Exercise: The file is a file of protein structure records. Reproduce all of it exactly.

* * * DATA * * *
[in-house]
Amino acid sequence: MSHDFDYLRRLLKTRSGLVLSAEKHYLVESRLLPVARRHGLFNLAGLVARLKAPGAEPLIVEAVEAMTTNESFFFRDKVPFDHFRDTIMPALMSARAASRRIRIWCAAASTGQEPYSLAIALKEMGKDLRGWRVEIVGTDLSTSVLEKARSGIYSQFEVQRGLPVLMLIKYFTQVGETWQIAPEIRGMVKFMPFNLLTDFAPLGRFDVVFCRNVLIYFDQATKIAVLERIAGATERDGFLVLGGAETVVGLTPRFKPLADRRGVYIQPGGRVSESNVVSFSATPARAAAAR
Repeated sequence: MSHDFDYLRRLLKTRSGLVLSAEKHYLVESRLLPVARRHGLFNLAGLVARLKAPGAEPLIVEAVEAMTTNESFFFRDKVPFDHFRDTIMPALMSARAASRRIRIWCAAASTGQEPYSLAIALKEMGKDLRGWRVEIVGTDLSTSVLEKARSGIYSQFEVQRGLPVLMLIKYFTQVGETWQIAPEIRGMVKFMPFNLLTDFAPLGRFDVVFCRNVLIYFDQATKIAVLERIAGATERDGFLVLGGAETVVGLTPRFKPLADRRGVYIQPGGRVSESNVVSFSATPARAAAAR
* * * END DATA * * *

[in-house]
Amino acid sequence: MSHDFDYLRRLLKTRSGLVLSAEKHYLVESRLLPVARRHGLFNLAGLVARLKAPGAEPLIVEAVEAMTTNESFFFRDKVPFDHFRDTIMPALMSARAASRRIRIWCAAASTGQEPYSLAIALKEMGKDLRGWRVEIVGTDLSTSVLEKARSGIYSQFEVQRGLPVLMLIKYFTQVGETWQIAPEIRGMVKFMPFNLLTDFAPLGRFDVVFCRNVLIYFDQATKIAVLERIAGATERDGFLVLGGAETVVGLTPRFKPLADRRGVYIQPGGRVSESNVVSFSATPARAAAAR
Repeated sequence: MSHDFDYLRRLLKTRSGLVLSAEKHYLVESRLLPVARRHGLFNLAGLVARLKAPGAEPLIVEAVEAMTTNESFFFRDKVPFDHFRDTIMPALMSARAASRRIRIWCAAASTGQEPYSLAIALKEMGKDLRGWRVEIVGTDLSTSVLEKARSGIYSQFEVQRGLPVLMLIKYFTQVGETWQIAPEIRGMVKFMPFNLLTDFAPLGRFDVVFCRNVLIYFDQATKIAVLERIAGATERDGFLVLGGAETVVGLTPRFKPLADRRGVYIQPGGRVSESNVVSFSATPARAAAAR